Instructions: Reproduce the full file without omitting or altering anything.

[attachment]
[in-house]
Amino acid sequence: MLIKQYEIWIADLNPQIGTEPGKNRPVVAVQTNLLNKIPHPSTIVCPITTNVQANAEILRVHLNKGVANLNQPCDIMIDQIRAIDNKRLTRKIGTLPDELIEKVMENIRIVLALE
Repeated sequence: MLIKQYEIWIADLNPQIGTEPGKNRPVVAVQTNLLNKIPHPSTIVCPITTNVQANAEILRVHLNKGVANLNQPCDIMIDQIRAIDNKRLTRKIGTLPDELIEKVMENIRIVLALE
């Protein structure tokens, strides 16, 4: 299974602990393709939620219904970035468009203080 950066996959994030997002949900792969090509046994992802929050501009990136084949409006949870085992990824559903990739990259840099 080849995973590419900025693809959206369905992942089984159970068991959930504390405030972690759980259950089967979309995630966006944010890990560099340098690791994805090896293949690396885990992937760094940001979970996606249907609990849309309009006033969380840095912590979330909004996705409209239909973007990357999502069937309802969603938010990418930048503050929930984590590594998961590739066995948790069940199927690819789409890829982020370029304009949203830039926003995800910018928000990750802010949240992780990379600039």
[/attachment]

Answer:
[in-house]
Amino acid sequence: MLIKQYEIWIADLNPQIGTEPGKNRPVVAVQTNLLNKIPHPSTIVCPITTNVQANAEILRVHLNKGVANLNQPCDIMIDQIRAIDNKRLTRKIGTLPDELIEKVMENIRIVLALE
Repeated sequence: MLIKQYEIWIADLNPQIGTEPGKNRPVVAVQTNLLNKIPHPSTIVCPITTNVQANAEILRVHLNKGVANLNQPCDIMIDQIRAIDNKRLTRKIGTLPDELIEKVMENIRIVLALE
């Protein structure tokens, strides 16, 4: 299974602990393709939620219904970035468009203080 950066996959994030997002949900792969090509046994992802929050501009990136084949409006949870085992990824559903990739990259840099 080849995973590419900025693809959206369905992942089984159970068991959930504390405030972690759980259950089967979309995630966006944010890990560099340098690791994805090896293949690396885990992937760094940001979970996606249907609990849309309009006033969380840095912590979330909004996705409209239909973007990357999502069937309802969603938010990418930048503050929930984590590594998961590739066995948790069940199927690819789409890829982020370029304009949203830039926003995800910018928000990750802010949240992780990379600039």